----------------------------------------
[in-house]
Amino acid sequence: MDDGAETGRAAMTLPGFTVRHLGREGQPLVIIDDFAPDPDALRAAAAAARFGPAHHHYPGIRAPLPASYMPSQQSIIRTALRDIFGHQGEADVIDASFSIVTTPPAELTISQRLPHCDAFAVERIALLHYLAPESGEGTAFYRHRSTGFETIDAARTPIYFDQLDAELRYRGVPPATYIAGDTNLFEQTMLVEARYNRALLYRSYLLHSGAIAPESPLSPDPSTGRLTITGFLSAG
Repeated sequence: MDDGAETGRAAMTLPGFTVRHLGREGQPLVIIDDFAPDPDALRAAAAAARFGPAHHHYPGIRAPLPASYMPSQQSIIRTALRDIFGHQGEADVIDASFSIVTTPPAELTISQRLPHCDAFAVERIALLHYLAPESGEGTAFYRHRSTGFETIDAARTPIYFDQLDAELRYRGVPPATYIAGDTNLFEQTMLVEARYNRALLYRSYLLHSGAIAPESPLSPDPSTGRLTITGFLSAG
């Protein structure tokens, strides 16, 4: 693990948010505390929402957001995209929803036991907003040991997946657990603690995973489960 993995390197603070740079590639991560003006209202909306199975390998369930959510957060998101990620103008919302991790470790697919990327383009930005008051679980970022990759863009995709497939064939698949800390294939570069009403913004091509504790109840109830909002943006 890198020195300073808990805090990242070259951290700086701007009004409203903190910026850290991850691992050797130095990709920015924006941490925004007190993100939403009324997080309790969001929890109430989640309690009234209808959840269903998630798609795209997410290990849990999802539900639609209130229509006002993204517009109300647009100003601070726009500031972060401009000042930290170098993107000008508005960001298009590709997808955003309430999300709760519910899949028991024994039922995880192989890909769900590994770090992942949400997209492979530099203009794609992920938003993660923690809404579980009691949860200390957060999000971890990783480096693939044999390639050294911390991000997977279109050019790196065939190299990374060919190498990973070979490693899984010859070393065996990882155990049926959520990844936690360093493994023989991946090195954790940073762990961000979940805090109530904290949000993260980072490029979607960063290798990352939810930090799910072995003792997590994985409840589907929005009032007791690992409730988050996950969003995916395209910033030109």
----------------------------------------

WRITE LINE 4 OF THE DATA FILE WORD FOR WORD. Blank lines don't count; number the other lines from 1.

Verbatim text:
């Protein structure tokens, strides 16, 4: 693990948010505390929402957001995209929803036991907003040991997946657990603690995973489960 993995390197603070740079590639991560003006209202909306199975390998369930959510957060998101990620103008919302991790470790697919990327383009930005008051679980970022990759863009995709497939064939698949800390294939570069009403913004091509504790109840109830909002943006 890198020195300073808990805090990242070259951290700086701007009004409203903190910026850290991850691992050797130095990709920015924006941490925004007190993100939403009324997080309790969001929890109430989640309690009234209808959840269903998630798609795209997410290990849990999802539900639609209130229509006002993204517009109300647009100003601070726009500031972060401009000042930290170098993107000008508005960001298009590709997808955003309430999300709760519910899949028991024994039922995880192989890909769900590994770090992942949400997209492979530099203009794609992920938003993660923690809404579980009691949860200390957060999000971890990783480096693939044999390639050294911390991000997977279109050019790196065939190299990374060919190498990973070979490693899984010859070393065996990882155990049926959520990844936690360093493994023989991946090195954790940073762990961000979940805090109530904290949000993260980072490029979607960063290798990352939810930090799910072995003792997590994985409840589907929005009032007791690992409730988050996950969003995916395209910033030109």